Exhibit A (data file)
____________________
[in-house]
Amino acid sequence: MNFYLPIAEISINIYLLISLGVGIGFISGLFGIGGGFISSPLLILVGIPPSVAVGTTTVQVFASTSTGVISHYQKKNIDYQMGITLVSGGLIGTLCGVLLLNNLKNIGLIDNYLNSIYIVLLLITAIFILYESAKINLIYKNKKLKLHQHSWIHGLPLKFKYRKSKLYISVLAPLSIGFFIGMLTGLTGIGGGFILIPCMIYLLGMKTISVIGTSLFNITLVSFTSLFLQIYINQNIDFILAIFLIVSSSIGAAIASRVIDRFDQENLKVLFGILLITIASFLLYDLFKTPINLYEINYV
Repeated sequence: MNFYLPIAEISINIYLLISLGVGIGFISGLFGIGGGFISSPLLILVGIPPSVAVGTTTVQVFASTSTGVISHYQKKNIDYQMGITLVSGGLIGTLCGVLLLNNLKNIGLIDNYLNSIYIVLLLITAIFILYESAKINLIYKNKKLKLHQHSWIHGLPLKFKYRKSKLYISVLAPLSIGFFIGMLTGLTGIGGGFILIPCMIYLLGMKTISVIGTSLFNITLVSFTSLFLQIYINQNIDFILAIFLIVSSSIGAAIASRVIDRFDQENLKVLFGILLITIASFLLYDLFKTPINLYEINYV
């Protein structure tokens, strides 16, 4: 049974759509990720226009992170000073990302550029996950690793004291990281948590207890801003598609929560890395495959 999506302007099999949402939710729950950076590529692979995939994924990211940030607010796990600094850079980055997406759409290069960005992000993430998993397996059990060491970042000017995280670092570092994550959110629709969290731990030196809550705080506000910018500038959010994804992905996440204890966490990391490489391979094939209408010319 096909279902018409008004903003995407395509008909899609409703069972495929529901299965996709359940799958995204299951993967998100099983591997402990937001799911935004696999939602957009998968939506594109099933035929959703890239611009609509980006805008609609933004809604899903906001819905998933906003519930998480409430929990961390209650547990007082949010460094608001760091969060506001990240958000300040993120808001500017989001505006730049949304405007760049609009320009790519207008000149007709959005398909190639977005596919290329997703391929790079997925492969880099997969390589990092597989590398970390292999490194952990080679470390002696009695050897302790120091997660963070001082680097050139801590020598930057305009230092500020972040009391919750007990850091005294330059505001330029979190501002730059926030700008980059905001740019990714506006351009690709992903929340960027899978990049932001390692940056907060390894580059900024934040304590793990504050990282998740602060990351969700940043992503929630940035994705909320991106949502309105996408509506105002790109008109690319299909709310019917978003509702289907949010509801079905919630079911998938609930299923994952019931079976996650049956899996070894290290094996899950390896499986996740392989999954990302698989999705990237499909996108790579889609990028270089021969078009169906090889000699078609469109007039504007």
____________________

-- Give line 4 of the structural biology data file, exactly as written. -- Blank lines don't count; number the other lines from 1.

């Protein structure tokens, strides 16, 4: 049974759509990720226009992170000073990302550029996950690793004291990281948590207890801003598609929560890395495959 999506302007099999949402939710729950950076590529692979995939994924990211940030607010796990600094850079980055997406759409290069960005992000993430998993397996059990060491970042000017995280670092570092994550959110629709969290731990030196809550705080506000910018500038959010994804992905996440204890966490990391490489391979094939209408010319 096909279902018409008004903003995407395509008909899609409703069972495929529901299965996709359940799958995204299951993967998100099983591997402990937001799911935004696999939602957009998968939506594109099933035929959703890239611009609509980006805008609609933004809604899903906001819905998933906003519930998480409430929990961390209650547990007082949010460094608001760091969060506001990240958000300040993120808001500017989001505006730049949304405007760049609009320009790519207008000149007709959005398909190639977005596919290329997703391929790079997925492969880099997969390589990092597989590398970390292999490194952990080679470390002696009695050897302790120091997660963070001082680097050139801590020598930057305009230092500020972040009391919750007990850091005294330059505001330029979190501002730059926030700008980059905001740019990714506006351009690709992903929340960027899978990049932001390692940056907060390894580059900024934040304590793990504050990282998740602060990351969700940043992503929630940035994705909320991106949502309105996408509506105002790109008109690319299909709310019917978003509702289907949010509801079905919630079911998938609930299923994952019931079976996650049956899996070894290290094996899950390896499986996740392989999954990302698989999705990237499909996108790579889609990028270089021969078009169906090889000699078609469109007039504007």